Hackers can unmask Tor users identity using a Firefox zero-day flaw

Mozilla patches Firefox zero-day vulnerability to steal information about Tor Browser users

A Firefox zero-day vulnerability is being used in the wild to unmask Tor Browser users. This is nearly identical to what the FBI used in 2013 to deanonymize Tor users during an investigation of a child pornography site. The critical vulnerability is believed to have affected multiple Windows versions of the open source Firefox web browser as far back as Firefox version 41, and up to Firefox version 50. However, Mozilla has patched this zero-day with the release of Firefox 50.0.2 and 45.5.1 ESR. The Tor Project has released Tor Browser 6.0.7 to fix the issue on its side.

The zero-day vulnerability became known when an anonymous Tor browser user notified the Tor mailing list of the newly discovered exploit, and posted the exploit code on a Tor Project mailing list from a Sigaint.org email address.

“This is a Javascript exploit actively used against TorBrowser NOW. It consists of one HTML and one CSS file, both pasted below and also de-obscured. The exact functionality is unknown but it’s getting access to “VirtualAlloc” in “kernel32.dll” and goes from there. Please fix ASAP. I had to break the “thecode” line in two in order to post, remove ‘ + ‘ in the middle to restore it,” the anonymous user wrote.

The news was quickly confirmed by Roger Dingledine, co-founder of the Tor Project Team, who said that the Mozilla Firefox team had been notified, and they had “found the bug” and were “working on a patch.” The zero-day is a memory corruption vulnerability that could be exploited to execute malicious code on Windows Machines.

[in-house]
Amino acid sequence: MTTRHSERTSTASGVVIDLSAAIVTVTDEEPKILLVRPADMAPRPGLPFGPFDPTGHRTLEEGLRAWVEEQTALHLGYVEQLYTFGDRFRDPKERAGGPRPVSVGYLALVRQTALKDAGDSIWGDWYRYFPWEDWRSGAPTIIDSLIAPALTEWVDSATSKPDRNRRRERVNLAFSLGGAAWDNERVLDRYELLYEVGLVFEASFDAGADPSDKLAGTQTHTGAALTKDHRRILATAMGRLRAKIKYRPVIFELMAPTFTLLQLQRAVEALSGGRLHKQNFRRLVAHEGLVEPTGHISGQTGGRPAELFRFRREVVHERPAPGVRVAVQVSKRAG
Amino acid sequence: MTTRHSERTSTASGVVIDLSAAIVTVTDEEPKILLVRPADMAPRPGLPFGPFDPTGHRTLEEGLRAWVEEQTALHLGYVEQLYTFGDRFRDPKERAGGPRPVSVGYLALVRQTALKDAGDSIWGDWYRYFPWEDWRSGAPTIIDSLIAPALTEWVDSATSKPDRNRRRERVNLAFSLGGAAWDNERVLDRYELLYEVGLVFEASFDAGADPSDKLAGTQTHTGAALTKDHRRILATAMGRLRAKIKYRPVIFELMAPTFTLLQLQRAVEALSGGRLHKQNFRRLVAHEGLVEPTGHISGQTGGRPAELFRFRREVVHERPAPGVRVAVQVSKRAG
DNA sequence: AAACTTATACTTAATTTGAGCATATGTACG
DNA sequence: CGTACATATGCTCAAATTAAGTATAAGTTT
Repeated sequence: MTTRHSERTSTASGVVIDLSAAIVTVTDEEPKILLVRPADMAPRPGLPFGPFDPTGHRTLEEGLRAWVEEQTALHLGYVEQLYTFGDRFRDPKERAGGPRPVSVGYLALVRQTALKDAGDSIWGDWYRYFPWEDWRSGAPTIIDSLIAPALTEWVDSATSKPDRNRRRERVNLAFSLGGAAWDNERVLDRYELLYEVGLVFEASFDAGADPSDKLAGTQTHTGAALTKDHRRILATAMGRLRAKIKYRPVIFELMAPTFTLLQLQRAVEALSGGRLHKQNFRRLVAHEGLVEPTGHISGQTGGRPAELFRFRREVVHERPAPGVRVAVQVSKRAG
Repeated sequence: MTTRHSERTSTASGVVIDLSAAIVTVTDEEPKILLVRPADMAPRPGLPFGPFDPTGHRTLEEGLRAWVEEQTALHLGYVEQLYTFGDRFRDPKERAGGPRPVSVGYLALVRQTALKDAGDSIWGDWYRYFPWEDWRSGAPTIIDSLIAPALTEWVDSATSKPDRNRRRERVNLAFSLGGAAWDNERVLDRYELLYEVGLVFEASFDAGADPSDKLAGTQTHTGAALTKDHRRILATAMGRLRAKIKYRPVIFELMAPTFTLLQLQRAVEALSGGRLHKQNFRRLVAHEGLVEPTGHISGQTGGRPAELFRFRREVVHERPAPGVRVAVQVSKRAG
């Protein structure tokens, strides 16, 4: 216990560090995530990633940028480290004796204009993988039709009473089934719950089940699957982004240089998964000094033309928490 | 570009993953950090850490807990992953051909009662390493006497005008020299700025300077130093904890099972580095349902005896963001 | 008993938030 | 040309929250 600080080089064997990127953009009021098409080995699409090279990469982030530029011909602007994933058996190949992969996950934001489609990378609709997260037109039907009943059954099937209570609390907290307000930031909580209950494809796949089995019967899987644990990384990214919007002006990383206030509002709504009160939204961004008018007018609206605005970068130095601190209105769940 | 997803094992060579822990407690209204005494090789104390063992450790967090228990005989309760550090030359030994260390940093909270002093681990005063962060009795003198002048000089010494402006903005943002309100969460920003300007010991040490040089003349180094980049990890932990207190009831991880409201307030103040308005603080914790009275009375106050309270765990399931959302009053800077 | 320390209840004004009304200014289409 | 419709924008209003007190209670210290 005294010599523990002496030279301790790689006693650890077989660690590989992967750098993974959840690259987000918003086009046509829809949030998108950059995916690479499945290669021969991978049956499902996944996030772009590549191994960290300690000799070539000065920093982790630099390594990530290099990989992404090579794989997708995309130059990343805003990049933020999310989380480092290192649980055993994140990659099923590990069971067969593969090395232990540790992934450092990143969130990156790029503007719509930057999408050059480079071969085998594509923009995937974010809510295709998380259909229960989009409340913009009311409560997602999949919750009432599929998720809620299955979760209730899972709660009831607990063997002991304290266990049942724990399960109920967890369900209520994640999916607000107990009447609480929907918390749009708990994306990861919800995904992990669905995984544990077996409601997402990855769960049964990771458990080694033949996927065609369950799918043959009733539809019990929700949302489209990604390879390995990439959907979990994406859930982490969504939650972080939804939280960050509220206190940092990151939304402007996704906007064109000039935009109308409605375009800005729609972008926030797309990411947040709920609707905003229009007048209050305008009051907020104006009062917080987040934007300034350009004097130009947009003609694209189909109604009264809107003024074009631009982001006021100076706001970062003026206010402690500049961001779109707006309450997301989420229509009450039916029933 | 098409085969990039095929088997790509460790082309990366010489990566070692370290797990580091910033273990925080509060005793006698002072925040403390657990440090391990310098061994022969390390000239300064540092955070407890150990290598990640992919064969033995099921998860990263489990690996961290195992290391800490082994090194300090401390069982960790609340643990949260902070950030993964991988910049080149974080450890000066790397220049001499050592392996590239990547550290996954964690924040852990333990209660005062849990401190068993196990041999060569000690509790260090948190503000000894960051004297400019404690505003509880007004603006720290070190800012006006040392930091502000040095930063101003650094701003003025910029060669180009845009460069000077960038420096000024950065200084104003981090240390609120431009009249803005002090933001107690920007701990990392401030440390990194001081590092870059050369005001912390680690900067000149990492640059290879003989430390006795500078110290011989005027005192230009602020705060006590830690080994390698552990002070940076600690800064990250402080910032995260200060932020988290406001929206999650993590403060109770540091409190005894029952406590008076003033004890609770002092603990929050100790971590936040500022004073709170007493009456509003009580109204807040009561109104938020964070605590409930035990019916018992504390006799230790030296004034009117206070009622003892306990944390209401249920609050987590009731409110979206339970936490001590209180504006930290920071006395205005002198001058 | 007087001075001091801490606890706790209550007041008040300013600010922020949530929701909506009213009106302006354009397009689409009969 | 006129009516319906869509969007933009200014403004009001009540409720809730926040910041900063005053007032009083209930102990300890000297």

While the attacks were basically used to target Tor users, the publication of the exploit code allows anyone to use it, potentially putting all Firefox users at risk from new attacks. The Tor Browser is based on a version of Firefox and the two often share common vulnerabilities.

Even though a patch has been released, it is still recommended that Firefox users temporarily switch to an alternate browser such as Chrome or Safari whenever possible, or temporarily disable JavaScript on Firefox for as many sites as possible. However, it should be noted that the Tor Project advises against disabling JavaScript.

While the exploit currently appears to only target Firefox on Windows, Dan Guido – CEO of Security firm Trail of Bits – noted on Twitter that macOS users of Firefox are also vulnerable.

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